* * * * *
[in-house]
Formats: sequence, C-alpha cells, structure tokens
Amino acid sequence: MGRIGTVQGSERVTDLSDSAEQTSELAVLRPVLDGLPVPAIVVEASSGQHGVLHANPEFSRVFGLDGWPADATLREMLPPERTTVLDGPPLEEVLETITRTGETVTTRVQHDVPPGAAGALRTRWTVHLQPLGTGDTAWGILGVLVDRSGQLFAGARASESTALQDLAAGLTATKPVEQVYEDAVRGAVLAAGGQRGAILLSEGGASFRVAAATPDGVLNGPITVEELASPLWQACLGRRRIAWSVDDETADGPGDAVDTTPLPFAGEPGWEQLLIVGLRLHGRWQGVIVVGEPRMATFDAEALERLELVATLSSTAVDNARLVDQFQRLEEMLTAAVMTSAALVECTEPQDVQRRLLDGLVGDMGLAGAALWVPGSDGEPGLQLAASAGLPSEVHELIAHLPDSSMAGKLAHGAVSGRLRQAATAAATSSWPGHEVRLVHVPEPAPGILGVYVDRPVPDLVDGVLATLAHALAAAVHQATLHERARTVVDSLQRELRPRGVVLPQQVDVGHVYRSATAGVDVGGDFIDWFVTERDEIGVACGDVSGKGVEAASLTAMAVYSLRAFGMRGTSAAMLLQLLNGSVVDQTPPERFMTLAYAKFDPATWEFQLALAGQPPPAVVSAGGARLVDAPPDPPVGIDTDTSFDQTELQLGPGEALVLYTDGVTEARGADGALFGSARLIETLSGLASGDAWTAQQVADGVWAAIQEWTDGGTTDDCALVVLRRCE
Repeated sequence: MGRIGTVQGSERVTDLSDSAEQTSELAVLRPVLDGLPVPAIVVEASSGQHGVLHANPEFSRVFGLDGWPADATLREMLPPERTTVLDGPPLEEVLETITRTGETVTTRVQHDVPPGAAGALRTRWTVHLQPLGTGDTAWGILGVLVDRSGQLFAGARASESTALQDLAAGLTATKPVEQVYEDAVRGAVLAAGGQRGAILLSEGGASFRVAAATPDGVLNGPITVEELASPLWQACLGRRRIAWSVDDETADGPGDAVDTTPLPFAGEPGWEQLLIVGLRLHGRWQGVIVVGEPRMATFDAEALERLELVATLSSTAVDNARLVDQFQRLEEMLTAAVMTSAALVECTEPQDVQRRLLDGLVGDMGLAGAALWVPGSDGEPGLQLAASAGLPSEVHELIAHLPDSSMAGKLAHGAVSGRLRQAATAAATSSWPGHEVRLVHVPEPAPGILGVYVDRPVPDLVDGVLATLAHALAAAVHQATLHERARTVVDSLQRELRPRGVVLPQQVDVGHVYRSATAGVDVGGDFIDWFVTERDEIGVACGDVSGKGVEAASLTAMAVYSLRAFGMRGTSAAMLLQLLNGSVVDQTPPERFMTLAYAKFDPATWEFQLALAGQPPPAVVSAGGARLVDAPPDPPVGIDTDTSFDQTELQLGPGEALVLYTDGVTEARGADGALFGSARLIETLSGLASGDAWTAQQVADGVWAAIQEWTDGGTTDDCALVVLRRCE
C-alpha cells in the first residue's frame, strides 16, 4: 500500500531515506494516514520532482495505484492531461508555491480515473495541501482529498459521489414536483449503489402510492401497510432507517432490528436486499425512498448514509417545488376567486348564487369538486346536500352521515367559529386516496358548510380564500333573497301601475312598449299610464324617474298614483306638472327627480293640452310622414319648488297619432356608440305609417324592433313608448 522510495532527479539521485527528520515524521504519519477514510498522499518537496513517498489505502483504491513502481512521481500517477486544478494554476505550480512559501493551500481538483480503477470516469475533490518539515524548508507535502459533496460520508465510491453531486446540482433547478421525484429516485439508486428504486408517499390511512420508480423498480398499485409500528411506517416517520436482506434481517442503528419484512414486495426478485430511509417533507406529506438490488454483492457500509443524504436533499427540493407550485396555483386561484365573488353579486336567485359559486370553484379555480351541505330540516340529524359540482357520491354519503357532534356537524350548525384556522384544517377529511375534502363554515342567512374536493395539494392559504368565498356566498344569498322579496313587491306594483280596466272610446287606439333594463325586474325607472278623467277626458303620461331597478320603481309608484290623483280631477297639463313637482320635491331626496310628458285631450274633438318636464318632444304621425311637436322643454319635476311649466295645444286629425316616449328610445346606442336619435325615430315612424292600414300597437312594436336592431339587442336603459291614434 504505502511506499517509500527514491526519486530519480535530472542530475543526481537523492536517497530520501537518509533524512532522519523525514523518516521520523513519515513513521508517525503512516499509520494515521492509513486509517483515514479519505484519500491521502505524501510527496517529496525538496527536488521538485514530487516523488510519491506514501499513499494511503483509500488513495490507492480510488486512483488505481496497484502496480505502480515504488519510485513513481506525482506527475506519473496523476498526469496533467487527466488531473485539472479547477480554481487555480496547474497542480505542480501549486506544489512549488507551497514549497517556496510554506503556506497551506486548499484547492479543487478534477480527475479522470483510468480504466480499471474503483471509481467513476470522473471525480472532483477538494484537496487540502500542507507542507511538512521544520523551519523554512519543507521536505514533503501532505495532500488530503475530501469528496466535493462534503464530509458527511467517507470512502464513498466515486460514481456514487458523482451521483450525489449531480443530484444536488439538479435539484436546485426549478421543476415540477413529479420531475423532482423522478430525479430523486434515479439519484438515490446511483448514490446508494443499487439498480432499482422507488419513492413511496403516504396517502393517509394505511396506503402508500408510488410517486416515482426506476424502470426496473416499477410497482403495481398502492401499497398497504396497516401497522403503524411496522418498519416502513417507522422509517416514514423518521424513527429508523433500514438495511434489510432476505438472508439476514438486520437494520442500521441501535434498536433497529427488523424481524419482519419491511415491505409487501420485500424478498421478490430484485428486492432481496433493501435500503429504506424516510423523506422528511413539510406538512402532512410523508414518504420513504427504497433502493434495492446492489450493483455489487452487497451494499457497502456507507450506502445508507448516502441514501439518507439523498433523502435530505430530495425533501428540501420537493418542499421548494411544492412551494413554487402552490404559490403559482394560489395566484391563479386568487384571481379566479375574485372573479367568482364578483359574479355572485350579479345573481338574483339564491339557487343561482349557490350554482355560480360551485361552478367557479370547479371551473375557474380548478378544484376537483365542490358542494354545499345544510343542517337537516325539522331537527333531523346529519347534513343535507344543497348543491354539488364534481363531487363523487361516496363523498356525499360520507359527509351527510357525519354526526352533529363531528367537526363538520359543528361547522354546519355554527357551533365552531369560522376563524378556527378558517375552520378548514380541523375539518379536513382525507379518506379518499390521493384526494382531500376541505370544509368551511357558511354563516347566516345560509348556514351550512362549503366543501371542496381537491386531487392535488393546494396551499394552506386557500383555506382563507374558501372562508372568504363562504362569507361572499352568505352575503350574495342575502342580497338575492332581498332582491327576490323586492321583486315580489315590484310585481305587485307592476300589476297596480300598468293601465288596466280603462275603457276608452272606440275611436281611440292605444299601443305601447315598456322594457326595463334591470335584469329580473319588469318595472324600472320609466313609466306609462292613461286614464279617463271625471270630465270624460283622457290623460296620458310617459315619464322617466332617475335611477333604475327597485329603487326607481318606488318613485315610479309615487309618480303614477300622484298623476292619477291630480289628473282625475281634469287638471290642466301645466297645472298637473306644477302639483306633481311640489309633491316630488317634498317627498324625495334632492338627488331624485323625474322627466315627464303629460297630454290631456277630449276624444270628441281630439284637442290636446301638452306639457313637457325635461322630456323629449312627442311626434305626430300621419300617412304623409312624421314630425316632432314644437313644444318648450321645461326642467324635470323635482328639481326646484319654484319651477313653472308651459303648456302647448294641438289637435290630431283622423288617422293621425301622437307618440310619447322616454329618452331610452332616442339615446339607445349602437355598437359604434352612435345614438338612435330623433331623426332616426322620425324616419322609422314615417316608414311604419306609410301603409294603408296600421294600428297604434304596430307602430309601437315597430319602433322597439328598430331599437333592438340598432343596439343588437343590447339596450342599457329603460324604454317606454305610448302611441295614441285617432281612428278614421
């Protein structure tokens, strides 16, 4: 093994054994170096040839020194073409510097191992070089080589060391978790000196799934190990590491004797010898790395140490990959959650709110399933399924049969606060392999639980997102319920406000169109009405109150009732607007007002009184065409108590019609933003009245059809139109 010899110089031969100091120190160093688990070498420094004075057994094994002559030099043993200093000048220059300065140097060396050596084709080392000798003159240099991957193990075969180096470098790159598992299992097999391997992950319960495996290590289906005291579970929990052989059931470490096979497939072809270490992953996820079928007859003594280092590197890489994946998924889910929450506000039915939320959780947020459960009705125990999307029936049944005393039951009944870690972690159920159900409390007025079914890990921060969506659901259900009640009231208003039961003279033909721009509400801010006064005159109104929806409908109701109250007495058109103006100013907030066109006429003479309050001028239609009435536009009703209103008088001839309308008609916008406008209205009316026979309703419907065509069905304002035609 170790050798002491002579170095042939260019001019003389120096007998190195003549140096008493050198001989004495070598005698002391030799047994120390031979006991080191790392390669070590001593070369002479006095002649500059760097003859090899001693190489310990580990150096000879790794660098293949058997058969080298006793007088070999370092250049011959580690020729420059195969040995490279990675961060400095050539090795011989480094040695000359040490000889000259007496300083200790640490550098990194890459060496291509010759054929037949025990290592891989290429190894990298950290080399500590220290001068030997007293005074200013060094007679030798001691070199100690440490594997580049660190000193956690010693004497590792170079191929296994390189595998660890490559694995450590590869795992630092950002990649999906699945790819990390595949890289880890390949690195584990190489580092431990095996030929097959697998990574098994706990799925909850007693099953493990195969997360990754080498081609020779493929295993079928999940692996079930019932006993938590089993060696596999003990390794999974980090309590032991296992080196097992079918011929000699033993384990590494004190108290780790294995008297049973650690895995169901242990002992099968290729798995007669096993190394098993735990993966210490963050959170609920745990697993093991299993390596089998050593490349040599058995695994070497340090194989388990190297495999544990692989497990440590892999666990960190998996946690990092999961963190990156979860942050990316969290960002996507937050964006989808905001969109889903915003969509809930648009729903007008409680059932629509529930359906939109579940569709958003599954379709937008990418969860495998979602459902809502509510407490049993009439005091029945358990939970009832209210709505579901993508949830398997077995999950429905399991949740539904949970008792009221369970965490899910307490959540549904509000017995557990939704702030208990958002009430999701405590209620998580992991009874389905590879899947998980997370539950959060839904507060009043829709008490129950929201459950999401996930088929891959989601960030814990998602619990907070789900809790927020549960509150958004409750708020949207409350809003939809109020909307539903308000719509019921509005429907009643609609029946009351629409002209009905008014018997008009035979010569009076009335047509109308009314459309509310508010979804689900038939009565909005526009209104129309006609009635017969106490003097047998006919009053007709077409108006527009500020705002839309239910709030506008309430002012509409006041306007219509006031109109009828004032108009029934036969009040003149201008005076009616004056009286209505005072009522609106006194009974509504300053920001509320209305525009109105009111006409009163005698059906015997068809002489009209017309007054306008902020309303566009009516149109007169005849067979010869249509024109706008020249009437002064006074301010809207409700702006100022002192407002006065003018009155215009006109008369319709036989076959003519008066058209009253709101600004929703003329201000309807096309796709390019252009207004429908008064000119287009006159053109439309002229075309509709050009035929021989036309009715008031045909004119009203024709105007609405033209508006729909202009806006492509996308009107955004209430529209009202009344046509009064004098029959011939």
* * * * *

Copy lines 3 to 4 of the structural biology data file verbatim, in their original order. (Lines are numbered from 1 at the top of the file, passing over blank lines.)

Amino acid sequence: MGRIGTVQGSERVTDLSDSAEQTSELAVLRPVLDGLPVPAIVVEASSGQHGVLHANPEFSRVFGLDGWPADATLREMLPPERTTVLDGPPLEEVLETITRTGETVTTRVQHDVPPGAAGALRTRWTVHLQPLGTGDTAWGILGVLVDRSGQLFAGARASESTALQDLAAGLTATKPVEQVYEDAVRGAVLAAGGQRGAILLSEGGASFRVAAATPDGVLNGPITVEELASPLWQACLGRRRIAWSVDDETADGPGDAVDTTPLPFAGEPGWEQLLIVGLRLHGRWQGVIVVGEPRMATFDAEALERLELVATLSSTAVDNARLVDQFQRLEEMLTAAVMTSAALVECTEPQDVQRRLLDGLVGDMGLAGAALWVPGSDGEPGLQLAASAGLPSEVHELIAHLPDSSMAGKLAHGAVSGRLRQAATAAATSSWPGHEVRLVHVPEPAPGILGVYVDRPVPDLVDGVLATLAHALAAAVHQATLHERARTVVDSLQRELRPRGVVLPQQVDVGHVYRSATAGVDVGGDFIDWFVTERDEIGVACGDVSGKGVEAASLTAMAVYSLRAFGMRGTSAAMLLQLLNGSVVDQTPPERFMTLAYAKFDPATWEFQLALAGQPPPAVVSAGGARLVDAPPDPPVGIDTDTSFDQTELQLGPGEALVLYTDGVTEARGADGALFGSARLIETLSGLASGDAWTAQQVADGVWAAIQEWTDGGTTDDCALVVLRRCE
Repeated sequence: MGRIGTVQGSERVTDLSDSAEQTSELAVLRPVLDGLPVPAIVVEASSGQHGVLHANPEFSRVFGLDGWPADATLREMLPPERTTVLDGPPLEEVLETITRTGETVTTRVQHDVPPGAAGALRTRWTVHLQPLGTGDTAWGILGVLVDRSGQLFAGARASESTALQDLAAGLTATKPVEQVYEDAVRGAVLAAGGQRGAILLSEGGASFRVAAATPDGVLNGPITVEELASPLWQACLGRRRIAWSVDDETADGPGDAVDTTPLPFAGEPGWEQLLIVGLRLHGRWQGVIVVGEPRMATFDAEALERLELVATLSSTAVDNARLVDQFQRLEEMLTAAVMTSAALVECTEPQDVQRRLLDGLVGDMGLAGAALWVPGSDGEPGLQLAASAGLPSEVHELIAHLPDSSMAGKLAHGAVSGRLRQAATAAATSSWPGHEVRLVHVPEPAPGILGVYVDRPVPDLVDGVLATLAHALAAAVHQATLHERARTVVDSLQRELRPRGVVLPQQVDVGHVYRSATAGVDVGGDFIDWFVTERDEIGVACGDVSGKGVEAASLTAMAVYSLRAFGMRGTSAAMLLQLLNGSVVDQTPPERFMTLAYAKFDPATWEFQLALAGQPPPAVVSAGGARLVDAPPDPPVGIDTDTSFDQTELQLGPGEALVLYTDGVTEARGADGALFGSARLIETLSGLASGDAWTAQQVADGVWAAIQEWTDGGTTDDCALVVLRRCE